and comparative financial analysis. The annual reports are from year 1999 until year


3.3 Methodology
There are three tools used to analyze the financial performance of CIMB Bank such
as comparative financial statement, common size financial statement and ratio analysis.


Comparative Financial Statement Analysis

This is an analysis that reviewed consecutive balance sheets, income
statements or statement of cash flow from period to period. This study will
analyze from the period of 1999 until 2009 of CIMB Bank annual report.


Common Size Financial Statement Analysis

Meanwhile common size financial statement analysis use to understand the
internal made up of comparing such as distribution of financing across
liabilities and utilization of assets. It also uses to understand the distribution of
expenses and profit over sales. There are two types of common size analysis
which are common size income statement and common size balance sheet.


Ratio Analysis
According to Dr. Nik Maheran Nik Muhammad (Fundamental of Financial
Statement Analysis) the ratio analysis is a useful way of gaining a snapshot
picture of a company. These ratios can be analyzed to identify the companys
strengths and weaknesses. Besides that, through the process, we can gain
the useful insights. There are four most commonly used groups of ratios such
as liquidity, debt or leverage, activity or turnover and profitability.


Liquidity Ratio
It used to determine a companys ability to pay off its short terms debts
obligation. Usually, the higher the values of the ratio, the larger ability
for the company cover its short term debts. These ratios contain four
of common ratio such as current ratio, quick ratio, net working capital
and operating cash flow ratio. For this research, I will use three of
a) Current Ratio
It is a ratio that measures a companys abilities to pay a short term
liabilities. The higher the current ratio, the better.
Current ratio = Current asset
Current liabilities

b) Quick Ratio
This ratio used to indicate the capability of a company whether it
has enough short term assets to cover its immediate liabilities
without selling inventory or not. The companies with a ratio less
than 1 will unable to pay their current liabilities immediately.
Quick ratio = Current asset Inventories
Current liabilities

c) Net Working Capital

It is a measure the companys efficiency and short term financial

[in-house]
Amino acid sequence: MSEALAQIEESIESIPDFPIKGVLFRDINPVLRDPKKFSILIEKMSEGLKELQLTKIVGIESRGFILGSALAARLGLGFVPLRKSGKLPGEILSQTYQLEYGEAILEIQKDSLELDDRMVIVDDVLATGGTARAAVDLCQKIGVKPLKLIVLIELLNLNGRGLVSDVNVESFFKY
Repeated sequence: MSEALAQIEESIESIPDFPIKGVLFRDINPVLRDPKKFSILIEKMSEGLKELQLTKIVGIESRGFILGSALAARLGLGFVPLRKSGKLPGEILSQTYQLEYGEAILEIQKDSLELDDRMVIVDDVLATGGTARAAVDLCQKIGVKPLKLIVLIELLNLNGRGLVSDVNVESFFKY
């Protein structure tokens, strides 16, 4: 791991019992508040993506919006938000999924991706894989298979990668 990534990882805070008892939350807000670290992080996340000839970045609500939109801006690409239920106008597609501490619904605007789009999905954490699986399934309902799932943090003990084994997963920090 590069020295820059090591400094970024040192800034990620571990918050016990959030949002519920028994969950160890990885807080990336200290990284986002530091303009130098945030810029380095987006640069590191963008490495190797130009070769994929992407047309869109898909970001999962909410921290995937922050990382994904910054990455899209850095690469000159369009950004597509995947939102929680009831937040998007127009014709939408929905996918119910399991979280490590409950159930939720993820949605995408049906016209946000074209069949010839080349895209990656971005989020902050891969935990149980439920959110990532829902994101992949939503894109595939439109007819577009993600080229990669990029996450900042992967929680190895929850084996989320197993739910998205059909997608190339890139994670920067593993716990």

health. The company is able to pay off its short term liabilities if it
has positive working capital.
NWC = Current asset Current liabilities

16 Leverage Ratio

A company's leverage relates to how much debt it has on its balance
sheet, and it is another measure of financial health.
a) Debt ratio
This ratio indicates the proportion of a companys debt has
relative to its assets.
Debt ratio = Total debt
Total assets

b) Debt to equity ratio

The debt to equity (debt or financial leverage) ratio indicates
the extent to which the business relies on debt financing. A
high financial leverage or debt to equity ratio indicates possible
difficulty in paying interest and principal while obtaining more
Debt to equity ratio = Total liabilities
Shareholders equity

d) Times interest earned

This ratio indicates the extent of which earnings are available to
meet interest payments. A lower TIE ratio means less earnings
are available to meet interest payments and that the business
is more vulnerable to increases in interest rates.
Interest expenses


Activity Ratio
These ratios measure a companys ability to convert different account
within their balance sheets into cash or sales.
a) Total asset turnover
The total asset turnover ratio measures the ability of a
company to use its assets to generate sales.
TATO = Net sales
Total asset

b) Fixed asset turnover

The fixed asset turnover ratio measures the company's
effectiveness in generating sales from its investments in plant,
property, and equipment. The higher the measure, the more
efficiently these investments are performing.
FATO = Net sales
Total Fixed asset

Profitability Ratio
This ratio indicates how well a firm is performing in terms of its ability
to generate profit.
a) Net Profit Margin
Net profit margin indicates how well the company converts
sales into profits after all expenses is subtracted out.
Company's that generate greater profit per dollar of sales are
more efficient.
Net profit Margin = Net income x 100%
Net sales


b) Return on asset
ROA tells you what earnings were generated from invested
capital (assets).

When using ROA as a comparative

measure, it is best to compare it against a company's previous

ROA numbers or the ROA of a similar company.
ROA = Net Income x 100%
Total sales

c) Return on equity


equity measures


profitability by

revealing how much profit a company generates with the

money shareholders have invested.
ROE = Net Income x 100%
Shareholders equity


Uma Sekaran (2003). Research Methods for Business: A Skill Building Approach (4 th ed).
John Wiley & Sons, Inc, 219.
Zainudin Hj Awang (2009). Research Methodology for Business and Social Science, 59-78.
Nik Maheran Nik Muhammad (2009). Manual book:Financial Statement Analysis

Allen D & V. Boobal. The Role Of Post-Crisis Bank Mergers In Enhancing Efficiency Gains
And Benefits To The Public In The Context Of A Developing Economy: Evidence From
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Geneva. (2001). The Employment impact of mergers and acquisitions in the banking and